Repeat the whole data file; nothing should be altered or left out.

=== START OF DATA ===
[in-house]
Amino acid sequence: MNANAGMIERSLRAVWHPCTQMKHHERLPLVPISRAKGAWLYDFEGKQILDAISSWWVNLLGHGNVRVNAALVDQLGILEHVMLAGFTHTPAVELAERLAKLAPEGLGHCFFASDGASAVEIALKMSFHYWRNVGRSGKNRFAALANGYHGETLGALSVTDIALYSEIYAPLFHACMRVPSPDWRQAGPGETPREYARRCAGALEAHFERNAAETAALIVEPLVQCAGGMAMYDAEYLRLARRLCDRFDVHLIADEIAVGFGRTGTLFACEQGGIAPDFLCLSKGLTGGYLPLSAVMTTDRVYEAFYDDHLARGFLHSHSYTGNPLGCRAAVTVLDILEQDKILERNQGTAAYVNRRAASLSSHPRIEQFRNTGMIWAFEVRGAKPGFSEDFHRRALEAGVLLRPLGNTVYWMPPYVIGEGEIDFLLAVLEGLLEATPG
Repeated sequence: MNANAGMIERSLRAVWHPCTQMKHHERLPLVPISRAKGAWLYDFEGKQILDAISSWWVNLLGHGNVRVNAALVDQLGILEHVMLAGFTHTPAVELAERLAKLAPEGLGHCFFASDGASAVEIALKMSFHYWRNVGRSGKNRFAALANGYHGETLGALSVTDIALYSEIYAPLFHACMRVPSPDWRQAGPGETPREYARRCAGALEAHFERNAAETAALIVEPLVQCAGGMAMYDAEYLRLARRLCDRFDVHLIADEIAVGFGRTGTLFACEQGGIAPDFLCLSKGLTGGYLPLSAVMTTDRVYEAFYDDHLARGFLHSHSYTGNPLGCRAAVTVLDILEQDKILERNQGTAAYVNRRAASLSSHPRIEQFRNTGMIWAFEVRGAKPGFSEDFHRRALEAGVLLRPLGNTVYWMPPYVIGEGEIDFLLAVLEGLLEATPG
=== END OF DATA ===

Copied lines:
[in-house]
Amino acid sequence: MNANAGMIERSLRAVWHPCTQMKHHERLPLVPISRAKGAWLYDFEGKQILDAISSWWVNLLGHGNVRVNAALVDQLGILEHVMLAGFTHTPAVELAERLAKLAPEGLGHCFFASDGASAVEIALKMSFHYWRNVGRSGKNRFAALANGYHGETLGALSVTDIALYSEIYAPLFHACMRVPSPDWRQAGPGETPREYARRCAGALEAHFERNAAETAALIVEPLVQCAGGMAMYDAEYLRLARRLCDRFDVHLIADEIAVGFGRTGTLFACEQGGIAPDFLCLSKGLTGGYLPLSAVMTTDRVYEAFYDDHLARGFLHSHSYTGNPLGCRAAVTVLDILEQDKILERNQGTAAYVNRRAASLSSHPRIEQFRNTGMIWAFEVRGAKPGFSEDFHRRALEAGVLLRPLGNTVYWMPPYVIGEGEIDFLLAVLEGLLEATPG
Repeated sequence: MNANAGMIERSLRAVWHPCTQMKHHERLPLVPISRAKGAWLYDFEGKQILDAISSWWVNLLGHGNVRVNAALVDQLGILEHVMLAGFTHTPAVELAERLAKLAPEGLGHCFFASDGASAVEIALKMSFHYWRNVGRSGKNRFAALANGYHGETLGALSVTDIALYSEIYAPLFHACMRVPSPDWRQAGPGETPREYARRCAGALEAHFERNAAETAALIVEPLVQCAGGMAMYDAEYLRLARRLCDRFDVHLIADEIAVGFGRTGTLFACEQGGIAPDFLCLSKGLTGGYLPLSAVMTTDRVYEAFYDDHLARGFLHSHSYTGNPLGCRAAVTVLDILEQDKILERNQGTAAYVNRRAASLSSHPRIEQFRNTGMIWAFEVRGAKPGFSEDFHRRALEAGVLLRPLGNTVYWMPPYVIGEGEIDFLLAVLEGLLEATPG